posted by purephase at 9:33 PM on May 2, 2011 [1 favorite]


no no no, Jack. None of this "working with Harper" sillyness. Say, "As the new opposition, I will see you on the other side of the chamber, punk."
posted by LMGM at 9:33 PM on May 2, 2011


Even alcohol is no solace. Goldring (PC) won our riding again, dammit. Then the fat bastard wouldn't even give an interview to the Journal. They said something he didn't like last week and wouldn't let him publish a rebuttal, so now they're persona non grata. Wish I had yelled at him now.
posted by Kevin Street at 9:34 PM on May 2, 2011


Radio-Canada's translator for Jack has a very SEXXXAY voice. I hope he stays.
posted by Capt. Renault at 9:36 PM on May 2, 2011 [2 favorites]


It is certainly the alcohol talking now but, seriously, what the fuck. The Conservatives were held in contempt. A first in Canadian politics.

And yet, so many of my fellow Canadian asshats go and vote for these fuckers? What the fucking fuck.
posted by purephase at 9:40 PM on May 2, 2011 [4 favorites]


I am all about voting reform. Clearly it's needed. Splitting the vote led to a Tory majority - great conditions for getting voting reform happening, huh? Idealism only gets you so far. We had a much better chance pulling out voting reform with an NDP/Liberal coalition, but hey, I'm glad you feel awesome putting down practically working towards the policies you want to see happen in favor of your shiny righteousness.
posted by flex at 9:40 PM on May 2, 2011 [1 favorite]


"New Canadians." I like the wording.
posted by LMGM at 9:41 PM on May 2, 2011


Sixty of the NDP's seats come from Quebec. That's bound to change the party.
posted by KokuRyu at 9:42 PM on May 2, 2011


Ruth Ellen Brousseau is an assistant manager at a Carleton University pub, and diploma in Advertising and Integrated Marketing Communications from St. Lawrence College in Kingston. She seems woefully under qualified to be an mp, I bet she's as surprised as anyone that she won.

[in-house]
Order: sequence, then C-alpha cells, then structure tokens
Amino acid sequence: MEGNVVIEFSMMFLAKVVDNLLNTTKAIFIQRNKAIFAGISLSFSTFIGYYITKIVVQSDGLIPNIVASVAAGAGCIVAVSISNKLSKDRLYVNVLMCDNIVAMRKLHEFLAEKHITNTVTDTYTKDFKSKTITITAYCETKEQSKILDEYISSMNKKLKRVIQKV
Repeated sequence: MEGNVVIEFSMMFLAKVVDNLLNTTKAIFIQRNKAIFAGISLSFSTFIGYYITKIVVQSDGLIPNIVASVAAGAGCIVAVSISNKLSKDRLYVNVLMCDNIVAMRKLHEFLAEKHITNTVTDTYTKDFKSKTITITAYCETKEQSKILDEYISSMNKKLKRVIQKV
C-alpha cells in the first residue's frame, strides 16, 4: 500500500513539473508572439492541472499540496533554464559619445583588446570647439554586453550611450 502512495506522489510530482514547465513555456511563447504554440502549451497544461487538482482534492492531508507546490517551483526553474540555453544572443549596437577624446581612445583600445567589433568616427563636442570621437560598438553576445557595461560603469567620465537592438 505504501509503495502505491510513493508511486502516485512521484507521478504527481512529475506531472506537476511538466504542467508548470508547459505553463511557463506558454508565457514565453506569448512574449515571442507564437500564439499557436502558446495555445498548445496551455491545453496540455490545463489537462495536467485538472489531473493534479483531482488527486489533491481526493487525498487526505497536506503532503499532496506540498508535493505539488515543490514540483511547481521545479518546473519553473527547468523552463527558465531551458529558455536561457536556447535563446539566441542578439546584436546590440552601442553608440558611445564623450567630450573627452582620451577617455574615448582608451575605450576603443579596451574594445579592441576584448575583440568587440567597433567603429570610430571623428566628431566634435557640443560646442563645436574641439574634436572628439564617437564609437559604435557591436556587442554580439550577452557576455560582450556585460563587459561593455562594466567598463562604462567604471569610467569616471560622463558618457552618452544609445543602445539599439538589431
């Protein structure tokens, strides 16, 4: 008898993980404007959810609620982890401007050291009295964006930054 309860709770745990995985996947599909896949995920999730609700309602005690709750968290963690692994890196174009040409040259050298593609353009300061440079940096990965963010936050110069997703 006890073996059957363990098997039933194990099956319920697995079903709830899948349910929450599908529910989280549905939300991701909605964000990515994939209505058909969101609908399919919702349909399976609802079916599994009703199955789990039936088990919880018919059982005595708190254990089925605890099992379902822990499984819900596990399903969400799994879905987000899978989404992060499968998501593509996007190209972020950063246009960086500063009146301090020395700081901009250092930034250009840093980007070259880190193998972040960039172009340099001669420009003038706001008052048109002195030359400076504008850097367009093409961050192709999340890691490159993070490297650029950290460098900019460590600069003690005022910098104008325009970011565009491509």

posted by Harpocrates at 9:42 PM on May 2, 2011


Here's to Fortress Canada.
Here's to foreign wars.
Here's to complicity in torture.
Here's to a militarized Arctic.
Here's to deported refugees.
Here's to contempt of Parliament.
Here's to privatized health care.
Here's to more drug addicts dying on the streets of my city.
Here's to child soldiers rotting in foreign jails.
Here's to state surveillance without court oversight.
Here's to no meaningful action on climate change.
Here's to muzzled scientists.
Here's to proroguing Parliament whenever it's politically convenient.
posted by twirlip at 9:44 PM on May 2, 2011 [17 favorites]


WTH Conservatives? There goes more of the neighbourhood.
posted by arcticseal at 9:44 PM on May 2, 2011


Here's to a militarized Arctic.
Here's to an Arctic that will be protected by Canada!
posted by niccolo at 9:46 PM on May 2, 2011


She seems woefully under qualified to be an mp, I bet she's as surprised as anyone that she won.

And yet, not a separatist, so there is that. Anyway, I like to think there is room in the House for some "unqualified" people and their perspective. I wouldn't want her to be a Minister of the Crown, mind you, but some diversity is a good thing.
posted by Rumple at 9:46 PM on May 2, 2011


purephase > The Conservatives were held in contempt. A first in Canadian politics.

Apparently this and many other things got huge play in Quebec. I don't pay attention to MSM anymore--did it get any play in English Canada.

KokuRyu > Sixty of the NDP's seats come from Quebec. That's bound to change the party.

I guess that means that 80% of their new seats came from Quebec. It'll have to change them somewhat.

F*** I'm just depressed now. For our American viewers, I'd hazard that this is McCain/Palin winning-level bad.

Here's to the forthcoming Canadian DMCA.
posted by Decimask at 9:47 PM on May 2, 2011


Well, I'm back from my bike ride. And then reading the rest of this thread, which is almost entirely as awesome as always. And then a few minutes of directed googling to figure out if I could still qualify for back-door EU citizenship. Anybody know a good Slovak teacher in Calgary?

It's not about the policies so much; there's room for civil disagreement amongst grownups when it comes to the issues of the day. On the basis of honest policy, I disagree with Harper (let's be clear, it's one ventriloquist and 165 dummies) most of the time. There are a slim few things we may agree on, plenty that we would disagree on but are within the realm of reason, and a few policies that I'd consider unacceptable. This isn't the problem; I'm never going to love a right-wing political leader's views.